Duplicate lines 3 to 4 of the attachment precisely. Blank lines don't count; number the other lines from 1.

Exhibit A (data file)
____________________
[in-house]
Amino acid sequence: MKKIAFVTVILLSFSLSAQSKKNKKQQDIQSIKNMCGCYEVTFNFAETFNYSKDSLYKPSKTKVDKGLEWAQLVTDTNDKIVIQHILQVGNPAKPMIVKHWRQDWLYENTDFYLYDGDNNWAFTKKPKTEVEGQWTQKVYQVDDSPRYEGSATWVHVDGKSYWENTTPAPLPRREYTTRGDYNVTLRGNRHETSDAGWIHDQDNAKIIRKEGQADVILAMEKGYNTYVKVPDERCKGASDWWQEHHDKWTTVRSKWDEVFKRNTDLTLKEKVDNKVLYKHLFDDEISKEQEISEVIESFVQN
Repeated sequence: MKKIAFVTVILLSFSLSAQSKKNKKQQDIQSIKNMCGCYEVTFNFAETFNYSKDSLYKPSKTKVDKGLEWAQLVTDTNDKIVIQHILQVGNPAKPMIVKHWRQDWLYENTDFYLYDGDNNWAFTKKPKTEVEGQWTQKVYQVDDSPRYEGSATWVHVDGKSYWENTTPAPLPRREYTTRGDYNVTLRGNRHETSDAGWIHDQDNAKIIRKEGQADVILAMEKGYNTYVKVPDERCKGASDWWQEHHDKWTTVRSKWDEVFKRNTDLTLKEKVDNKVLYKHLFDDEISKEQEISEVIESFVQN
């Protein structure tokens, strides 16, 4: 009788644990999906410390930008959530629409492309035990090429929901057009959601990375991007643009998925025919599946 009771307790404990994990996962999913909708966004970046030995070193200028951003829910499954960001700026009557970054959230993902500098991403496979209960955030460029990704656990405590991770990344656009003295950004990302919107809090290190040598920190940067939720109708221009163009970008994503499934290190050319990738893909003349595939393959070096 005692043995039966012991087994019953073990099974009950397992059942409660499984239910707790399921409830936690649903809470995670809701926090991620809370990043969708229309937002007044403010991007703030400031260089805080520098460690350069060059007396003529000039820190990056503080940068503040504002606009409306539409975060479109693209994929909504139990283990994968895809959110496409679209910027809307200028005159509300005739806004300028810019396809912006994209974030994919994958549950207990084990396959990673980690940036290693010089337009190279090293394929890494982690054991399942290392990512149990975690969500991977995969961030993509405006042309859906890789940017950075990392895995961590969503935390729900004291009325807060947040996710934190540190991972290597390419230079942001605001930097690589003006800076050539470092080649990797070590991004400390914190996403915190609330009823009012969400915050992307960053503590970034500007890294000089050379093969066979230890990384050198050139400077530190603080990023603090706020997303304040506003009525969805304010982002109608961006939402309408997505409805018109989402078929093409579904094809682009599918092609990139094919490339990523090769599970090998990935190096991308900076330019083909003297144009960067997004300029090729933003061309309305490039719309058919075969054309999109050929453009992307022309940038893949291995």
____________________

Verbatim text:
Repeated sequence: MKKIAFVTVILLSFSLSAQSKKNKKQQDIQSIKNMCGCYEVTFNFAETFNYSKDSLYKPSKTKVDKGLEWAQLVTDTNDKIVIQHILQVGNPAKPMIVKHWRQDWLYENTDFYLYDGDNNWAFTKKPKTEVEGQWTQKVYQVDDSPRYEGSATWVHVDGKSYWENTTPAPLPRREYTTRGDYNVTLRGNRHETSDAGWIHDQDNAKIIRKEGQADVILAMEKGYNTYVKVPDERCKGASDWWQEHHDKWTTVRSKWDEVFKRNTDLTLKEKVDNKVLYKHLFDDEISKEQEISEVIESFVQN
């Protein structure tokens, strides 16, 4: 009788644990999906410390930008959530629409492309035990090429929901057009959601990375991007643009998925025919599946 009771307790404990994990996962999913909708966004970046030995070193200028951003829910499954960001700026009557970054959230993902500098991403496979209960955030460029990704656990405590991770990344656009003295950004990302919107809090290190040598920190940067939720109708221009163009970008994503499934290190050319990738893909003349595939393959070096 005692043995039966012991087994019953073990099974009950397992059942409660499984239910707790399921409830936690649903809470995670809701926090991620809370990043969708229309937002007044403010991007703030400031260089805080520098460690350069060059007396003529000039820190990056503080940068503040504002606009409306539409975060479109693209994929909504139990283990994968895809959110496409679209910027809307200028005159509300005739806004300028810019396809912006994209974030994919994958549950207990084990396959990673980690940036290693010089337009190279090293394929890494982690054991399942290392990512149990975690969500991977995969961030993509405006042309859906890789940017950075990392895995961590969503935390729900004291009325807060947040996710934190540190991972290597390419230079942001605001930097690589003006800076050539470092080649990797070590991004400390914190996403915190609330009823009012969400915050992307960053503590970034500007890294000089050379093969066979230890990384050198050139400077530190603080990023603090706020997303304040506003009525969805304010982002109608961006939402309408997505409805018109989402078929093409579904094809682009599918092609990139094919490339990523090769599970090998990935190096991308900076330019083909003297144009960067997004300029090729933003061309309305490039719309058919075969054309999109050929453009992307022309940038893949291995």